If you are working on several repos or in a large team on a daily basis then keep tracking what is being done and who is working on which feature can be something daunting.
But fortunately, Git helps us to track the changes in the repo so that you view this information in simple commands.
Using git shortlog
Git shortlog is similar to git log but the commits will be grouped by author and title.
In the above image, you can see that the git logs are grouped by author name and with the number of commit numbers.
This helps you to see which author has worked on which commit.
Using date range
Shortlog comes with numerous options. One of the most important options is using a date range.
git shortlog --after="1 week ago" --before="1 day"
—after include commits more recent than the date.
—before include commits older than the date.
You can use other options of date as well
git shortlog --after="yesterday" git shortlog --after="today" git shortlog --after="10 days ago" git shortlog --after="1 week ago"
Using the commit range
Sometimes you need to look for the history in the specified commit range.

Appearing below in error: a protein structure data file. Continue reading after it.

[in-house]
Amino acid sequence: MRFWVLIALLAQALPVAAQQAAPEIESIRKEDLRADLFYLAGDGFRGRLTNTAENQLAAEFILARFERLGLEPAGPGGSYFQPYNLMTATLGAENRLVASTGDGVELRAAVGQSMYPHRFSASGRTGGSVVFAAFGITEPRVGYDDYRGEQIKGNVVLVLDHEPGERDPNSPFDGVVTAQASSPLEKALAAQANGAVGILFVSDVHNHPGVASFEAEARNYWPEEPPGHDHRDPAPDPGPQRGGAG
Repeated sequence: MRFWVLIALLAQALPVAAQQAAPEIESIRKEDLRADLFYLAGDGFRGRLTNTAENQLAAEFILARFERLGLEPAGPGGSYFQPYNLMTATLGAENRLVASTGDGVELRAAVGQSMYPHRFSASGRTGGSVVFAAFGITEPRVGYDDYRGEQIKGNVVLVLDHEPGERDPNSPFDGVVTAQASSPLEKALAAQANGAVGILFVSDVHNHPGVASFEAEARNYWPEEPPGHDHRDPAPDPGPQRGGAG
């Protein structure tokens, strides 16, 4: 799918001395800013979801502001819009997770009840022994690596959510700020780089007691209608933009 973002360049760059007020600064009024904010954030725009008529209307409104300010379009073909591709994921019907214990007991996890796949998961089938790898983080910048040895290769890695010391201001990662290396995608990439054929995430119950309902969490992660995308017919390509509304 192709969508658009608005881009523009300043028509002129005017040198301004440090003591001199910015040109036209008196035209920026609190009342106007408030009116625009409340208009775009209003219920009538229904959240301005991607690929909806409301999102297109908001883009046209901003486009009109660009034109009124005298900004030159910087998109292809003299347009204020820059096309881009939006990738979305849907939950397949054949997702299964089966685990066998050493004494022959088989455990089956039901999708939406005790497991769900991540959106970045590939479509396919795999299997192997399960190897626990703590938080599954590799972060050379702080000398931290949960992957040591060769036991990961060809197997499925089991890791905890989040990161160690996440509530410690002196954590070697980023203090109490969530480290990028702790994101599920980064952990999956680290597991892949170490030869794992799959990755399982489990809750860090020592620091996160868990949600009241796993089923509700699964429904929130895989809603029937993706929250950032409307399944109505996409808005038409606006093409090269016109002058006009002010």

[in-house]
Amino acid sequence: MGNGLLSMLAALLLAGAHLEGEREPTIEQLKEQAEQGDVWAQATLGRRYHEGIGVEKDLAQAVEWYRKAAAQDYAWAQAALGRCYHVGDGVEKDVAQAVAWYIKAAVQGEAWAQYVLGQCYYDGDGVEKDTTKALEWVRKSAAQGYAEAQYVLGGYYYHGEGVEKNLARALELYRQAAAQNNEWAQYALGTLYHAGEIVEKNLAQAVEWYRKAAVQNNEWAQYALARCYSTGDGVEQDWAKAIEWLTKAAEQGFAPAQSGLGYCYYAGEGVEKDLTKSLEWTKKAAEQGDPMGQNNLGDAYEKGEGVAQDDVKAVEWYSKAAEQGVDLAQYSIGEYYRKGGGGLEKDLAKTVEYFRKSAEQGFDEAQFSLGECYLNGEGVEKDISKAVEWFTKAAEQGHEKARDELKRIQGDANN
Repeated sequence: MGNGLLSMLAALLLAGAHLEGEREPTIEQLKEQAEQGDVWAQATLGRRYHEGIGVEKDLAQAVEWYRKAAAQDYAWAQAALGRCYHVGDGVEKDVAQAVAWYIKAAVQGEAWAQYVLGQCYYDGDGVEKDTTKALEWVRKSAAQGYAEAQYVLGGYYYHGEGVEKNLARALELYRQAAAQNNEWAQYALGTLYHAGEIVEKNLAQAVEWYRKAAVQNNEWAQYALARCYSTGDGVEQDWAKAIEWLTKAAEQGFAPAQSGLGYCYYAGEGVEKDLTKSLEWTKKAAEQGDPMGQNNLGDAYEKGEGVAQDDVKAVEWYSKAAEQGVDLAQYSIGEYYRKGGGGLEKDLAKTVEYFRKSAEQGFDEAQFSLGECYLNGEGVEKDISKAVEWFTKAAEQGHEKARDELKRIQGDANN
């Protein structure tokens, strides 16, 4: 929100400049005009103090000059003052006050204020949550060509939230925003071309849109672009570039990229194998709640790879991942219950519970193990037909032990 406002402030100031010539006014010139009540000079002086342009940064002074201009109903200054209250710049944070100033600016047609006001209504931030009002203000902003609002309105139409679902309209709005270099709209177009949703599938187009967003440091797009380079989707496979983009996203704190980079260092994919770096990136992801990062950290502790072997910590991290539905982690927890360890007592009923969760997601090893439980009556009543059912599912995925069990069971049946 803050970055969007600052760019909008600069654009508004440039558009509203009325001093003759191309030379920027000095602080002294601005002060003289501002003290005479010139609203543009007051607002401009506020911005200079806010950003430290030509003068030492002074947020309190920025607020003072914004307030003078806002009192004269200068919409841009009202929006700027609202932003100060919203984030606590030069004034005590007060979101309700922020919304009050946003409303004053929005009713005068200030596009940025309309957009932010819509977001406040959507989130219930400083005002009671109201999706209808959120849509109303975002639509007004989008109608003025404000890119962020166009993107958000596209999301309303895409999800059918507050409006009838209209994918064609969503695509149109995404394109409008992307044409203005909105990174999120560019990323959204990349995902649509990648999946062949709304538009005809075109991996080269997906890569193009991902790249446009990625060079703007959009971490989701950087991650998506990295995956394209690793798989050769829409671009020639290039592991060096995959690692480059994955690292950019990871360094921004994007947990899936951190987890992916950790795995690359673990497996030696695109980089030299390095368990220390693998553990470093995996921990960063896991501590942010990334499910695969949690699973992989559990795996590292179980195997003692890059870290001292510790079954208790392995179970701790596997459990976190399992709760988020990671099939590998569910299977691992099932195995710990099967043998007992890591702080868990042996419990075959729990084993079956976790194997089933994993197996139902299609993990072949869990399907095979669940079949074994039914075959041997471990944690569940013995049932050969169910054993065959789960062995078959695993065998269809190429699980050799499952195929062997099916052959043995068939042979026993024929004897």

git shortlog A..B git shortlog 143fd1fa..9215d04f
Remember that A commit hash should be older than commit hash B
Filter by files
Shortlog also provides an option to filter by only specified files.
git shortog -- one.txt
The above option will filter commits that contain changes from the specified file.
git shortlog -- one.txt two.txt three.txt
You can also specify multiple files.
Formatting git shortlog
You can also use the formatting options for shortlog. The format options are the same as the git log.
git shortlog --pretty=format:"%an - %ar%n %h - %s %n"
You can view other format options here
To make things easier, there is a tool called git-standup
Git standup is an open-source tool that helps you to track what you have been working on and what your team has been working on. It comes with various options that you can play with it.
That’s it for today :)
Thank you for reading
See you next week :) :)